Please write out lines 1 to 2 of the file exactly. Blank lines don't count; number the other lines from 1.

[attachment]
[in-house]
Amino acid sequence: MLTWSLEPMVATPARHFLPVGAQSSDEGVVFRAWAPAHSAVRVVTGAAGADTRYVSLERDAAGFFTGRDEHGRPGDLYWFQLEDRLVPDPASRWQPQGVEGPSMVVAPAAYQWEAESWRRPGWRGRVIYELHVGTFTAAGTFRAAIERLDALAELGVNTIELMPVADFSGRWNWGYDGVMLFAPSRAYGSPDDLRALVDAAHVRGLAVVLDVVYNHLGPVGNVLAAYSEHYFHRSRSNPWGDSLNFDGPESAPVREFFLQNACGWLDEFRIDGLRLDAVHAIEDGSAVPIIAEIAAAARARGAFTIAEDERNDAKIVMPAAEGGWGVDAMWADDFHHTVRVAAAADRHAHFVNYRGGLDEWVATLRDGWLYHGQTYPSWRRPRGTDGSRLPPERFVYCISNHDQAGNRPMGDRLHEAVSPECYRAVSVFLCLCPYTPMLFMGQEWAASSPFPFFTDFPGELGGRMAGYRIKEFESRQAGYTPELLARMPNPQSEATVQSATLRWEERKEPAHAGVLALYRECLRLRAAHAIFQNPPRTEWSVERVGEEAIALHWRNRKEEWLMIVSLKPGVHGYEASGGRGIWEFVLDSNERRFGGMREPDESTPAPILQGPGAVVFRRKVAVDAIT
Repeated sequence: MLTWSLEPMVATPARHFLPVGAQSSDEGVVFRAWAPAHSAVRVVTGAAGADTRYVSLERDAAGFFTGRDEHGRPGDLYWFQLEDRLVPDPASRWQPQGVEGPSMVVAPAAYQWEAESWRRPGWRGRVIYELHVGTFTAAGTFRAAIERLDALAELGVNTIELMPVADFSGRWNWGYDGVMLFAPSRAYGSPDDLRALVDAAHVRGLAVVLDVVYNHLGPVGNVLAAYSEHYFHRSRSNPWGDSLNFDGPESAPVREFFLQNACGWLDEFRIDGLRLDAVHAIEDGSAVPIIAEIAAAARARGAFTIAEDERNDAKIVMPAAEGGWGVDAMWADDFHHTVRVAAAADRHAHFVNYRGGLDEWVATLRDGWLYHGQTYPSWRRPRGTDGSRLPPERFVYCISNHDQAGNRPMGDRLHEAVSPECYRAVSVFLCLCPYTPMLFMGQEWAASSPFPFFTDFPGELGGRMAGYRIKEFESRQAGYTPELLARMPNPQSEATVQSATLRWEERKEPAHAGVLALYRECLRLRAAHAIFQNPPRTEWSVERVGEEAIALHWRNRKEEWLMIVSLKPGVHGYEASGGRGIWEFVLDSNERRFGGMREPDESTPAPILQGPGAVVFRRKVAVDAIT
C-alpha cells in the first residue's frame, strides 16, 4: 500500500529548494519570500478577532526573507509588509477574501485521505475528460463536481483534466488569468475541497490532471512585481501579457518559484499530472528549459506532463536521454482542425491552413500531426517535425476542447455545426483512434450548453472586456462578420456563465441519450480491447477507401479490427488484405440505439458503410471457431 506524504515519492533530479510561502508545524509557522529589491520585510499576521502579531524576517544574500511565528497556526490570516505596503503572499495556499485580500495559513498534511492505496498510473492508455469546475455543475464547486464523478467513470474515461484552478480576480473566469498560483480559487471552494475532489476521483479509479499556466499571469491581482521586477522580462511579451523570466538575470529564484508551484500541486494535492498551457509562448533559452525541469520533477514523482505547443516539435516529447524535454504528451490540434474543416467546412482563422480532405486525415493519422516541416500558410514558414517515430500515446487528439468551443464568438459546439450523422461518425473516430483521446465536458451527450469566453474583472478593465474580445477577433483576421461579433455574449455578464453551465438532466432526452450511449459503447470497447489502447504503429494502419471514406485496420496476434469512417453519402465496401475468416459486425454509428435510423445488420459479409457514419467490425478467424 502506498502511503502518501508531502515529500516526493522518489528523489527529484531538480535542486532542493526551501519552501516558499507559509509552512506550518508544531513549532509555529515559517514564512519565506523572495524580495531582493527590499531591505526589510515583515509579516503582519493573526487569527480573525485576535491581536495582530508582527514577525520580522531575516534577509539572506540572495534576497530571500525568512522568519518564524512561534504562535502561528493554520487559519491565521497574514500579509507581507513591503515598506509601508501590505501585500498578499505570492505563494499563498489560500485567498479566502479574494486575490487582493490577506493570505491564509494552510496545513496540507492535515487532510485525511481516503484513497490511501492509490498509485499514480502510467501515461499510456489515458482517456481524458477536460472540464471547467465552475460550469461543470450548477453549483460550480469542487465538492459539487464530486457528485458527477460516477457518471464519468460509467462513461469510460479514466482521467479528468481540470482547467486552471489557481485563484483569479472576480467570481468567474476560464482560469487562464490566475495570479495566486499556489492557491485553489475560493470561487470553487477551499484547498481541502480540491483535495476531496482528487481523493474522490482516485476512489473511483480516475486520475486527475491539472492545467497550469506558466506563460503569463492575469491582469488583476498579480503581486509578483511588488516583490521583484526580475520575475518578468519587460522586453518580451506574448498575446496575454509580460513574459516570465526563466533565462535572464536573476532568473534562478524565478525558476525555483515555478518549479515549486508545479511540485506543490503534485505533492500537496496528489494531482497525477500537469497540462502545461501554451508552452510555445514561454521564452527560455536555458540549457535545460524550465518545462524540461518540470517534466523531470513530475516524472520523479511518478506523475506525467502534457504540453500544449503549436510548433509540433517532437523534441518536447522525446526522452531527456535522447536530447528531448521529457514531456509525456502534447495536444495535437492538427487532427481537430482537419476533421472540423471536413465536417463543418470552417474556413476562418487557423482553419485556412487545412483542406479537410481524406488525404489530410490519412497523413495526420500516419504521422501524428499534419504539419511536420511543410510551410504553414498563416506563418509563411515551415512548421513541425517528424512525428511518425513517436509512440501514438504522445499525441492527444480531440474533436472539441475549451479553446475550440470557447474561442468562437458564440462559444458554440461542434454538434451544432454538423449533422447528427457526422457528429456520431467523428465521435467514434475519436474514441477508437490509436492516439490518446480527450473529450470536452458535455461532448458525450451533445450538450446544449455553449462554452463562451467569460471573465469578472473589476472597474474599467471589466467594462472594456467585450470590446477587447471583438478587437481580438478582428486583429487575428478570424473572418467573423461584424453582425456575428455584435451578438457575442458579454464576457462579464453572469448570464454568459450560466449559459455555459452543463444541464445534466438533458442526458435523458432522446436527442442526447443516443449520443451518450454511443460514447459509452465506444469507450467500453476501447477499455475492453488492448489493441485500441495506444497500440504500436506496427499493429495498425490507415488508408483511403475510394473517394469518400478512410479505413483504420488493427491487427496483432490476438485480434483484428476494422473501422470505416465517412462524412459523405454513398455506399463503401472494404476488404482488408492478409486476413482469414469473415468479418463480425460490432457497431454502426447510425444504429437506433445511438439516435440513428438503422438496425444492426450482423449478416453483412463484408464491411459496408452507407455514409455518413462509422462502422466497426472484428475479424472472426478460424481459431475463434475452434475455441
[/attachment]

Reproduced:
[in-house]
Amino acid sequence: MLTWSLEPMVATPARHFLPVGAQSSDEGVVFRAWAPAHSAVRVVTGAAGADTRYVSLERDAAGFFTGRDEHGRPGDLYWFQLEDRLVPDPASRWQPQGVEGPSMVVAPAAYQWEAESWRRPGWRGRVIYELHVGTFTAAGTFRAAIERLDALAELGVNTIELMPVADFSGRWNWGYDGVMLFAPSRAYGSPDDLRALVDAAHVRGLAVVLDVVYNHLGPVGNVLAAYSEHYFHRSRSNPWGDSLNFDGPESAPVREFFLQNACGWLDEFRIDGLRLDAVHAIEDGSAVPIIAEIAAAARARGAFTIAEDERNDAKIVMPAAEGGWGVDAMWADDFHHTVRVAAAADRHAHFVNYRGGLDEWVATLRDGWLYHGQTYPSWRRPRGTDGSRLPPERFVYCISNHDQAGNRPMGDRLHEAVSPECYRAVSVFLCLCPYTPMLFMGQEWAASSPFPFFTDFPGELGGRMAGYRIKEFESRQAGYTPELLARMPNPQSEATVQSATLRWEERKEPAHAGVLALYRECLRLRAAHAIFQNPPRTEWSVERVGEEAIALHWRNRKEEWLMIVSLKPGVHGYEASGGRGIWEFVLDSNERRFGGMREPDESTPAPILQGPGAVVFRRKVAVDAIT